A Salvadoran Transgender Woman Who Was Deported Has Reportedly Died After An Attack
Activists are responding to the death of a woman who was reportedly removed from the United States after attempting to seek asylum. The victim — identified by the LGBTQ newspaper Washington Blade only as Aurora (and sometimes Camila) — was a transgender woman who reportedly died after being deported back to her native country, El Salvador.
Details of her death are currently unknown, although the Blade report indicates that she was attacked outside of San Salvador, the country's capital. She had originally migrated to the United States through one of the migrant caravans that traveled north last year, per the Blade.
“She migrated to the U.S. because of threats that she had received, but she was deported because they didn’t believe her,” independent LGBTI advocate Aislinn Odaly's told the paper of Camila's death.
The advocacy group Asociación Aspidh Arcoiris Trans told the Blade that Camila had gone missing at the end of January. After looking for her at various medical centers, the group reportedly learned that she had been admitted to a hospital. She died on Feb. 3, per the Blade. Gay Star News reports that she was 29 years old. She had reportedly been in El Salvador for four to five months before her death.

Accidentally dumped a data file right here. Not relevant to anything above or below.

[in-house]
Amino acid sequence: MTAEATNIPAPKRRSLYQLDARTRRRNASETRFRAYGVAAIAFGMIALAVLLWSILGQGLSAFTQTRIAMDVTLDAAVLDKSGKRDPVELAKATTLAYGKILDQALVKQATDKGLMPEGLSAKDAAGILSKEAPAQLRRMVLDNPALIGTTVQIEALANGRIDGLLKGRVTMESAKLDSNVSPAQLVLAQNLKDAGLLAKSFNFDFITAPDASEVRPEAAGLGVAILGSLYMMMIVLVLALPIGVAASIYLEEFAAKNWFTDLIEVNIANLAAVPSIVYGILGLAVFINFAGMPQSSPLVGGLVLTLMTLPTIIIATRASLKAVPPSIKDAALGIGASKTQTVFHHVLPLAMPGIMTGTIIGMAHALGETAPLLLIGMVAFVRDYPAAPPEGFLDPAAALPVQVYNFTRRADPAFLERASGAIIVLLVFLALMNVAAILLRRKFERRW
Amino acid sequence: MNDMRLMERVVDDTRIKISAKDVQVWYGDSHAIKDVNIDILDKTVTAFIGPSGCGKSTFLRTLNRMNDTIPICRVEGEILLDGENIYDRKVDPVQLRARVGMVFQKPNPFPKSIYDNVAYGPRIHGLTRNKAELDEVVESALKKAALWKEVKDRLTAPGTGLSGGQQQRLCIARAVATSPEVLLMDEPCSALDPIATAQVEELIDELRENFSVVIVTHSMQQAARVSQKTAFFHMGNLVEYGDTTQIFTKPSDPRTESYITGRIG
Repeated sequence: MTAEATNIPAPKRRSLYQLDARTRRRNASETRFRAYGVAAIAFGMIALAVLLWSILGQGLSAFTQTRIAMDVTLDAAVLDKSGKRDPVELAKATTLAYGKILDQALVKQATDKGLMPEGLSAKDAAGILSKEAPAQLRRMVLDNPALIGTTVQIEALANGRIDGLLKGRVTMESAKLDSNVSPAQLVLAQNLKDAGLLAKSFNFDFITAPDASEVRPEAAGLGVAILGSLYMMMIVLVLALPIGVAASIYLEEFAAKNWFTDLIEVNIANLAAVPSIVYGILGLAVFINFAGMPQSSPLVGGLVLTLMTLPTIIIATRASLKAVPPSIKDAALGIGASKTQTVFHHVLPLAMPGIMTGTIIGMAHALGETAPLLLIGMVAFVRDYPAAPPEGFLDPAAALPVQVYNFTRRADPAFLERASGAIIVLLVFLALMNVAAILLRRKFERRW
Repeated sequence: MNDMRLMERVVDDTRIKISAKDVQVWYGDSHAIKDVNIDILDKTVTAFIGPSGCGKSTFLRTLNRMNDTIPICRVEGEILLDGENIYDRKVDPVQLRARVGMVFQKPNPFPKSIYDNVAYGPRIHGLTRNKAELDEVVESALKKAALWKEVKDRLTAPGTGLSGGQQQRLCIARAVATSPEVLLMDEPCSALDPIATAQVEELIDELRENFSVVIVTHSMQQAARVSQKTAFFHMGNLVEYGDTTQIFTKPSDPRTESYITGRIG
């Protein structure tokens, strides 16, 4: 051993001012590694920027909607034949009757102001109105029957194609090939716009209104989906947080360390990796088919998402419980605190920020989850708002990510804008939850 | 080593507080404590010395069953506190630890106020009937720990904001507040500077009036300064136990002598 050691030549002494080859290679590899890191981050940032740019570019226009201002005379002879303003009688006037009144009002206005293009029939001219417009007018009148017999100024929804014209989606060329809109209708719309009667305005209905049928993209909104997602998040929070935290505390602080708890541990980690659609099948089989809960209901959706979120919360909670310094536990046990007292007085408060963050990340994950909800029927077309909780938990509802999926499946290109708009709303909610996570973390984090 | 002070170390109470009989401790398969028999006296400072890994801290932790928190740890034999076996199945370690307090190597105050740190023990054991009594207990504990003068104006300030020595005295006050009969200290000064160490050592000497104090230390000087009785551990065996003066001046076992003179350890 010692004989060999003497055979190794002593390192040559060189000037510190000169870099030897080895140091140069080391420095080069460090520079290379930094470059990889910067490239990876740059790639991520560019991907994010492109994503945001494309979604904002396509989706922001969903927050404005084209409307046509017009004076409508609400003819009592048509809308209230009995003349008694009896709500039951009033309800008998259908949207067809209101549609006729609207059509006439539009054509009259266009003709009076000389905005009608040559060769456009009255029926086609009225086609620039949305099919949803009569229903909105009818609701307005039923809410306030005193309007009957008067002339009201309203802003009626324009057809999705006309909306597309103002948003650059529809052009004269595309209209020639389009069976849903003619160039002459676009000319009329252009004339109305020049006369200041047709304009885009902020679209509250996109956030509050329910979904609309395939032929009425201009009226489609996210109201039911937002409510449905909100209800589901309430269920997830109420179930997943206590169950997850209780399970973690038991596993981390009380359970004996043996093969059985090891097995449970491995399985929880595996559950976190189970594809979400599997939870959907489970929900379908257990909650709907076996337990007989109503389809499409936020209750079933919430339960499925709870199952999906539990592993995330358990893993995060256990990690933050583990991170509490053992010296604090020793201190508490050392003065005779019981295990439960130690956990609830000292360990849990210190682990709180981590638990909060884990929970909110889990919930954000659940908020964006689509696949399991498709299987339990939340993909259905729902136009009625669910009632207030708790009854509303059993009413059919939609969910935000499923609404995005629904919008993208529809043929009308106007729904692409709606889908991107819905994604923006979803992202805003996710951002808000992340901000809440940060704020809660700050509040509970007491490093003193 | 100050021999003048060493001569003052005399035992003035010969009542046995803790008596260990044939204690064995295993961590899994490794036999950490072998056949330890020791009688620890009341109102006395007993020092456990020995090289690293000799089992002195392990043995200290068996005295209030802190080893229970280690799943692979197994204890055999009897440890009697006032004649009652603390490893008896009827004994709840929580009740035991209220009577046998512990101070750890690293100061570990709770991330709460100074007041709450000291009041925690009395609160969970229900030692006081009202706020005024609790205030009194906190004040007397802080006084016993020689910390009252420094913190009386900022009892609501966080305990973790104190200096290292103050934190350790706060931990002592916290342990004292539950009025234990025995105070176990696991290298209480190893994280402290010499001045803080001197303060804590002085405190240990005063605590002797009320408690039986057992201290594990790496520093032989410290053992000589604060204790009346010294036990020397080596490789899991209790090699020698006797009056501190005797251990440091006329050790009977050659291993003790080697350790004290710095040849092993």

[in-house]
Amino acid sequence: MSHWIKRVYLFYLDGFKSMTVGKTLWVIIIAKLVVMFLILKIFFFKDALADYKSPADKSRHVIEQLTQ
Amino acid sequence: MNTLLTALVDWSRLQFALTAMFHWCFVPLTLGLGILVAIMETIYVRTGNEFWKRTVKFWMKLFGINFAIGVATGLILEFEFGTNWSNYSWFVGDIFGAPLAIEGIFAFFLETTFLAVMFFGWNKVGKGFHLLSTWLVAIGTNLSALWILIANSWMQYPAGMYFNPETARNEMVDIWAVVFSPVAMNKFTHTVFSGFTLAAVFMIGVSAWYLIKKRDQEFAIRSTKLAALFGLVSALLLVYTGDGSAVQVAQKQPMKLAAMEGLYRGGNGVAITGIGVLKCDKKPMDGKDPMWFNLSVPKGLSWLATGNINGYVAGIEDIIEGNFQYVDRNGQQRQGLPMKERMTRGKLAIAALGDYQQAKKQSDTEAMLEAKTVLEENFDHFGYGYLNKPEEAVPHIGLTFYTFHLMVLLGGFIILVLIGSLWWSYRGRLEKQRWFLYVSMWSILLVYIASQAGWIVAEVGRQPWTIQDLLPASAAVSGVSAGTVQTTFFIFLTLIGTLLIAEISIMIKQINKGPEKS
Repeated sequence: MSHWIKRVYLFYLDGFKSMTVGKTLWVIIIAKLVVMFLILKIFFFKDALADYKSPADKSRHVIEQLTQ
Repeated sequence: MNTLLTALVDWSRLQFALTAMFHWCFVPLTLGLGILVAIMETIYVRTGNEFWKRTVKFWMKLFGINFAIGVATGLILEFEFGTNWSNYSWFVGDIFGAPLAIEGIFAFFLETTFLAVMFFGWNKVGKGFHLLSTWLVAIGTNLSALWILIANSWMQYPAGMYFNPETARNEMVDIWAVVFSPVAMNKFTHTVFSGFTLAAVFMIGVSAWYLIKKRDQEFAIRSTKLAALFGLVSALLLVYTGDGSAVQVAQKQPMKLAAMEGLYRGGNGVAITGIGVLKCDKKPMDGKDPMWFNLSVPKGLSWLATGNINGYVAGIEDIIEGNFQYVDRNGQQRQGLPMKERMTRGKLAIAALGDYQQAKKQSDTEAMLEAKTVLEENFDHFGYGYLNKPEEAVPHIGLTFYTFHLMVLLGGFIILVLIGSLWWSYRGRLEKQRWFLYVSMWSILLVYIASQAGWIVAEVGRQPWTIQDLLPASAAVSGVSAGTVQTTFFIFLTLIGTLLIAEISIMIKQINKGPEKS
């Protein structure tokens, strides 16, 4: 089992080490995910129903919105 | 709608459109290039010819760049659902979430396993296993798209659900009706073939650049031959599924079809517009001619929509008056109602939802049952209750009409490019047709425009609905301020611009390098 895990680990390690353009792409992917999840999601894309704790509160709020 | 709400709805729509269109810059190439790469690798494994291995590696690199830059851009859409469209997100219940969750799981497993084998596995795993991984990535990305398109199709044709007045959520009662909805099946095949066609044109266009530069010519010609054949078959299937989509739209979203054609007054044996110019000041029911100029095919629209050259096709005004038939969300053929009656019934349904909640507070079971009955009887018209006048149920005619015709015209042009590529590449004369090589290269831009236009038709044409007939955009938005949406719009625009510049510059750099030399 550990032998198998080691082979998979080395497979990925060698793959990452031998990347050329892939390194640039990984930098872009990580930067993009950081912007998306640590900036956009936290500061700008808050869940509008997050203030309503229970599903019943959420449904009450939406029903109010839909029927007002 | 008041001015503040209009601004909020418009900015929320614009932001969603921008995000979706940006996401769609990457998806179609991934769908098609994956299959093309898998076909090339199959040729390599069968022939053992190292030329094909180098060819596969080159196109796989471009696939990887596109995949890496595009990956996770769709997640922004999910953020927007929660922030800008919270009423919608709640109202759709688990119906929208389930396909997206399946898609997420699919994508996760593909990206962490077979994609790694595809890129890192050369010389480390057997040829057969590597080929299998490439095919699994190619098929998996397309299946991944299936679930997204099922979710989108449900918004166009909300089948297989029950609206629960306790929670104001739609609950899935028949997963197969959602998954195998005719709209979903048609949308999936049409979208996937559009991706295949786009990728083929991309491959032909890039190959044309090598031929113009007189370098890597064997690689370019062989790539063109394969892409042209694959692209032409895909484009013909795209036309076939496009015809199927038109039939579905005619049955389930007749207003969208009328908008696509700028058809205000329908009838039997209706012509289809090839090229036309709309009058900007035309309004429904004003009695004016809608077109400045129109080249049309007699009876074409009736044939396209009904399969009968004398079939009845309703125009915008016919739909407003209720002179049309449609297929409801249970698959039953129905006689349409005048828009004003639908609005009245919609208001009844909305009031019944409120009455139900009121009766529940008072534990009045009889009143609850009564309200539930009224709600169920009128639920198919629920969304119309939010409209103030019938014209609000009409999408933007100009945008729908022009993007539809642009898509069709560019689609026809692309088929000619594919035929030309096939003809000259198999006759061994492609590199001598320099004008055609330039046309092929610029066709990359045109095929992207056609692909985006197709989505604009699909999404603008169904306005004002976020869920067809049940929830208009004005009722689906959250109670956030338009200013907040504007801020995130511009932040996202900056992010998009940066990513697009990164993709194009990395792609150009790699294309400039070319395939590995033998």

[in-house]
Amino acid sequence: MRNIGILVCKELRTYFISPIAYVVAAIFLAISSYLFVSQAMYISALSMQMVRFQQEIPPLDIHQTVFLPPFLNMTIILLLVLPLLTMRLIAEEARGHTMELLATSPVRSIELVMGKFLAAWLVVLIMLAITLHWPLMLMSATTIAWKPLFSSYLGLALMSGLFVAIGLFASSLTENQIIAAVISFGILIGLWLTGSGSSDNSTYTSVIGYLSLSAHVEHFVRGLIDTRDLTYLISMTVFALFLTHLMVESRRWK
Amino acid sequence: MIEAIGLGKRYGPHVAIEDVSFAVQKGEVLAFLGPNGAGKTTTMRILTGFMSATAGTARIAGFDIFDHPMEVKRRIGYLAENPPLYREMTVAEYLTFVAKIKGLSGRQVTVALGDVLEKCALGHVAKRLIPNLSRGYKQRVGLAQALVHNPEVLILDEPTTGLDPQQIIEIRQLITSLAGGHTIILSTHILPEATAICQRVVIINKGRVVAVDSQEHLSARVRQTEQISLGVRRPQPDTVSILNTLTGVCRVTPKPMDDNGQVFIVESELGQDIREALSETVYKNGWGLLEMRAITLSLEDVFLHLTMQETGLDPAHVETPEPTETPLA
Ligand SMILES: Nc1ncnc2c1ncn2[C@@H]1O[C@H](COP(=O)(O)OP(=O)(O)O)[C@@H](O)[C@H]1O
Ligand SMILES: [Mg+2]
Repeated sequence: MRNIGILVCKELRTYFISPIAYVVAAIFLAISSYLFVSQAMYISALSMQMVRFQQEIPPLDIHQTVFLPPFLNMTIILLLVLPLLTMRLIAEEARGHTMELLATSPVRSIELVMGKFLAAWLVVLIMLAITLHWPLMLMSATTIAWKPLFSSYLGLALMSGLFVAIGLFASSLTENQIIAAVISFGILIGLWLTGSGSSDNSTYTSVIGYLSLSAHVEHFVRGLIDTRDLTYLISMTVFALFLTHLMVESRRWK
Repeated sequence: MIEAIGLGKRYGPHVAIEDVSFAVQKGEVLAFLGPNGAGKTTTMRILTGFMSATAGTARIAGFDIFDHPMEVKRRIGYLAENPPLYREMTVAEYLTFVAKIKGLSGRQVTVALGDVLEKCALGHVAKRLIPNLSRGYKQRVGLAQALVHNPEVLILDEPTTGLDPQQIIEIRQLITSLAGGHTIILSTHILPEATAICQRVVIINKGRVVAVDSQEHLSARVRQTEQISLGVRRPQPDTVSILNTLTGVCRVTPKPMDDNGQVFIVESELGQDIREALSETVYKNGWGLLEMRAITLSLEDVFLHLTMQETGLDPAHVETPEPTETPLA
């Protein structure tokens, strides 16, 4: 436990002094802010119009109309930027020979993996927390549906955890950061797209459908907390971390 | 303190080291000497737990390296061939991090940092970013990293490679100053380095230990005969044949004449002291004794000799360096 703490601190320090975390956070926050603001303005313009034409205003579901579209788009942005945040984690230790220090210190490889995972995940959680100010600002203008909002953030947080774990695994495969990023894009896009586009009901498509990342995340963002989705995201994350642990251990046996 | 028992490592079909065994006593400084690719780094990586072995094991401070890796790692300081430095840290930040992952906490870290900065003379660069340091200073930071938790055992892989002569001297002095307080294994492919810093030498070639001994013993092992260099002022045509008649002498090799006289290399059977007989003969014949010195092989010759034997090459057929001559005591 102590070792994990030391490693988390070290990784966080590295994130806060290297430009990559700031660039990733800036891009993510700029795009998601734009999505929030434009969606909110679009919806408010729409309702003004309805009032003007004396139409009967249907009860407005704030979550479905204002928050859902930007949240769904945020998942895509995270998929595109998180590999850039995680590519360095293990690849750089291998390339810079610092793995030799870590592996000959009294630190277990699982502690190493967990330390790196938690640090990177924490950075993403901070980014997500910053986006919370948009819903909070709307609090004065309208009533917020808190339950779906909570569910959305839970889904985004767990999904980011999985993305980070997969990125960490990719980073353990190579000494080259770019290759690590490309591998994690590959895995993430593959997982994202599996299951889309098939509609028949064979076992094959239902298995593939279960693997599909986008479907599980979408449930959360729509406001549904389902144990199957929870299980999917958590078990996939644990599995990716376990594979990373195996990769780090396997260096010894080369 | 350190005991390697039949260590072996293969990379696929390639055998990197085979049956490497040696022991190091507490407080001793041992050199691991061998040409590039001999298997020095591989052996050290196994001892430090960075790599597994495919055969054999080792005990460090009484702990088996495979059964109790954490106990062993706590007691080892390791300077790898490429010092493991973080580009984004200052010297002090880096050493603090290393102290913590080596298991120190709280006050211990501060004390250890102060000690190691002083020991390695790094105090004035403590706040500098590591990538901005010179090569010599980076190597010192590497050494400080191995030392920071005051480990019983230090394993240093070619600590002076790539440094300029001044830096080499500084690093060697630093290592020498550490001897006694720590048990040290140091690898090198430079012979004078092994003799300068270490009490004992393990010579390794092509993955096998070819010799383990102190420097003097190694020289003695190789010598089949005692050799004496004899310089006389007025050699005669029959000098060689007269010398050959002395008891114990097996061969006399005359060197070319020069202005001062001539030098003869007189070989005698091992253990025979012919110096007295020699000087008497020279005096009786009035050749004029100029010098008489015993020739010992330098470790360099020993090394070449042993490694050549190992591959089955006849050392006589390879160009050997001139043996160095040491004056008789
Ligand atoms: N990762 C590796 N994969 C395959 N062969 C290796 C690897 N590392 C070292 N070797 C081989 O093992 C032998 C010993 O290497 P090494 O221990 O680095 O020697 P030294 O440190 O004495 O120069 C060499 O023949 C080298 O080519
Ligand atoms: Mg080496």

Camila is the second trans person known to be killed in El Salvador in the last month, according to reports. The first victim was a trans woman named Lolita, who the Blade reports was killed with a machete on Feb. 8. She was 20 years old, reports Gay Star News. Advocates who spoke with the Blade said that they were demanding that their deaths be investigated.
“It is unfortunate that although we have articles in the penal code that [allow for the classification of] crimes committed against trans people as hate crimes, they are not put into practice,” Miss Trans El Salvador 2018 Tatiana Molina, who is also an activist, told the Blade. “Such is the case of all the crimes that have occurred in recent years and specifically the cases of Camila and Lolita. That is why we are demanding justice and the prompt investigation and prosecution of these cases.”
El Salvador has one of the highest murder rates in the world, according to Amnesty International. The nonprofit has also said that the country is one of the most dangerous places to be a woman because of the prevalence of gender-based violence.
“We want justice and that these cases are investigated and the reformed penal code procedures to be applied when those who are responsible are found,” Ambar Alfaro, projects coordinator of Asociación Aspidh Arcoiris Trans, told the Blade. “Although we have begun the year badly, we hope these crimes establish precedents for there to also be a positive legal framework that regulates the situation of trans people, especially the situation of violence and insecurity.”
The Blade reports that El Salvador's judicial system does not have a reputation for consistently investigating alleged hate crimes. It's not clear whether there is an investigation into either Camila or Lolita's death.